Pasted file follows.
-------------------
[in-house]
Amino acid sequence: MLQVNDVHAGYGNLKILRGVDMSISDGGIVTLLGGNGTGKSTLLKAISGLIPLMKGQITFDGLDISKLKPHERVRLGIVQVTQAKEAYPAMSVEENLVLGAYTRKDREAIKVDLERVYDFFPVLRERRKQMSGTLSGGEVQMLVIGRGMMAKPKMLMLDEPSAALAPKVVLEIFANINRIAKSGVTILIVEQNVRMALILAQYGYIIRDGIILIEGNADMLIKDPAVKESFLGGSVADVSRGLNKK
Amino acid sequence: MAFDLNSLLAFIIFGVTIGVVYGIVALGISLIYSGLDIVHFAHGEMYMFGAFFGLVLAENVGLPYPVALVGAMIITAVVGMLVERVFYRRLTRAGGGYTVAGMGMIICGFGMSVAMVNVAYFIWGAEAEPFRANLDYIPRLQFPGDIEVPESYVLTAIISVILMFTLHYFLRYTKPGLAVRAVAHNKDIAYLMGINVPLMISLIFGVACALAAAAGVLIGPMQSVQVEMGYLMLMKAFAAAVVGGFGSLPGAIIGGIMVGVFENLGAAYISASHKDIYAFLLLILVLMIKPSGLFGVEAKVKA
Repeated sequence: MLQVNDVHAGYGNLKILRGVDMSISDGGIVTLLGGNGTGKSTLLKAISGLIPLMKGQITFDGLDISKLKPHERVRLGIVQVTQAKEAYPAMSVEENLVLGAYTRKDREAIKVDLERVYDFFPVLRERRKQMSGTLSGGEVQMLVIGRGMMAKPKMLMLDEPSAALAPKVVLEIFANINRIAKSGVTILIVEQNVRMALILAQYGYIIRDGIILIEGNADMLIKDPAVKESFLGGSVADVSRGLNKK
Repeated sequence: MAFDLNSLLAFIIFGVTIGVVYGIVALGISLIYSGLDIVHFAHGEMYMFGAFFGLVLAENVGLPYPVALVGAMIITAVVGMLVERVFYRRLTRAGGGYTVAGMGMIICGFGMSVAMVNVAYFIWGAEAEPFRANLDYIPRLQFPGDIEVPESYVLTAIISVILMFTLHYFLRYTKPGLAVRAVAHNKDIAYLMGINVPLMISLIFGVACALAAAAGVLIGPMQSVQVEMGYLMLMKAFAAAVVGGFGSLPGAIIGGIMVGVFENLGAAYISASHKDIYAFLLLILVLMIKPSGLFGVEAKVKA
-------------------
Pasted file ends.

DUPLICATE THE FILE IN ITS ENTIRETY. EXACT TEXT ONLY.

[in-house]
Amino acid sequence: MLQVNDVHAGYGNLKILRGVDMSISDGGIVTLLGGNGTGKSTLLKAISGLIPLMKGQITFDGLDISKLKPHERVRLGIVQVTQAKEAYPAMSVEENLVLGAYTRKDREAIKVDLERVYDFFPVLRERRKQMSGTLSGGEVQMLVIGRGMMAKPKMLMLDEPSAALAPKVVLEIFANINRIAKSGVTILIVEQNVRMALILAQYGYIIRDGIILIEGNADMLIKDPAVKESFLGGSVADVSRGLNKK
Amino acid sequence: MAFDLNSLLAFIIFGVTIGVVYGIVALGISLIYSGLDIVHFAHGEMYMFGAFFGLVLAENVGLPYPVALVGAMIITAVVGMLVERVFYRRLTRAGGGYTVAGMGMIICGFGMSVAMVNVAYFIWGAEAEPFRANLDYIPRLQFPGDIEVPESYVLTAIISVILMFTLHYFLRYTKPGLAVRAVAHNKDIAYLMGINVPLMISLIFGVACALAAAAGVLIGPMQSVQVEMGYLMLMKAFAAAVVGGFGSLPGAIIGGIMVGVFENLGAAYISASHKDIYAFLLLILVLMIKPSGLFGVEAKVKA
Repeated sequence: MLQVNDVHAGYGNLKILRGVDMSISDGGIVTLLGGNGTGKSTLLKAISGLIPLMKGQITFDGLDISKLKPHERVRLGIVQVTQAKEAYPAMSVEENLVLGAYTRKDREAIKVDLERVYDFFPVLRERRKQMSGTLSGGEVQMLVIGRGMMAKPKMLMLDEPSAALAPKVVLEIFANINRIAKSGVTILIVEQNVRMALILAQYGYIIRDGIILIEGNADMLIKDPAVKESFLGGSVADVSRGLNKK
Repeated sequence: MAFDLNSLLAFIIFGVTIGVVYGIVALGISLIYSGLDIVHFAHGEMYMFGAFFGLVLAENVGLPYPVALVGAMIITAVVGMLVERVFYRRLTRAGGGYTVAGMGMIICGFGMSVAMVNVAYFIWGAEAEPFRANLDYIPRLQFPGDIEVPESYVLTAIISVILMFTLHYFLRYTKPGLAVRAVAHNKDIAYLMGINVPLMISLIFGVACALAAAAGVLIGPMQSVQVEMGYLMLMKAFAAAVVGGFGSLPGAIIGGIMVGVFENLGAAYISASHKDIYAFLLLILVLMIKPSGLFGVEAKVKA